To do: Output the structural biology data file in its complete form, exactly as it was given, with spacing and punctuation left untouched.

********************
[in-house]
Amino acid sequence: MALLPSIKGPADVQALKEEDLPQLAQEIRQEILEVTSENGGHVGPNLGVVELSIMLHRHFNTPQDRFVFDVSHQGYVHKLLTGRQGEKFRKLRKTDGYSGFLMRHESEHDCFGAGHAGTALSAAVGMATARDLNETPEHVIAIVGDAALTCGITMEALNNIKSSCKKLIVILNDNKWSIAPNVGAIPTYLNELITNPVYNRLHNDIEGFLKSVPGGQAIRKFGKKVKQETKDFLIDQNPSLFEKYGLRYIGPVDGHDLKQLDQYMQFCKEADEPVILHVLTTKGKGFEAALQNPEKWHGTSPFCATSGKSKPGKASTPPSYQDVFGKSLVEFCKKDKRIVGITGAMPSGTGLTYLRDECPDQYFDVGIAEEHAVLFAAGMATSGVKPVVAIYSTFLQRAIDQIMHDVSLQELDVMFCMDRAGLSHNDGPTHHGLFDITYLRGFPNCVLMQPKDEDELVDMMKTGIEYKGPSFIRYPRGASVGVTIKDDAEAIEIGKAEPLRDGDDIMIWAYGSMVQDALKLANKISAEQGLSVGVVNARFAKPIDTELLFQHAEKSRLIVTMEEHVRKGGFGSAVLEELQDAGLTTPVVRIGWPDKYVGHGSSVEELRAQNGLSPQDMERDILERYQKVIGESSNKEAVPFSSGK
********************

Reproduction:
[in-house]
Amino acid sequence: MALLPSIKGPADVQALKEEDLPQLAQEIRQEILEVTSENGGHVGPNLGVVELSIMLHRHFNTPQDRFVFDVSHQGYVHKLLTGRQGEKFRKLRKTDGYSGFLMRHESEHDCFGAGHAGTALSAAVGMATARDLNETPEHVIAIVGDAALTCGITMEALNNIKSSCKKLIVILNDNKWSIAPNVGAIPTYLNELITNPVYNRLHNDIEGFLKSVPGGQAIRKFGKKVKQETKDFLIDQNPSLFEKYGLRYIGPVDGHDLKQLDQYMQFCKEADEPVILHVLTTKGKGFEAALQNPEKWHGTSPFCATSGKSKPGKASTPPSYQDVFGKSLVEFCKKDKRIVGITGAMPSGTGLTYLRDECPDQYFDVGIAEEHAVLFAAGMATSGVKPVVAIYSTFLQRAIDQIMHDVSLQELDVMFCMDRAGLSHNDGPTHHGLFDITYLRGFPNCVLMQPKDEDELVDMMKTGIEYKGPSFIRYPRGASVGVTIKDDAEAIEIGKAEPLRDGDDIMIWAYGSMVQDALKLANKISAEQGLSVGVVNARFAKPIDTELLFQHAEKSRLIVTMEEHVRKGGFGSAVLEELQDAGLTTPVVRIGWPDKYVGHGSSVEELRAQNGLSPQDMERDILERYQKVIGESSNKEAVPFSSGK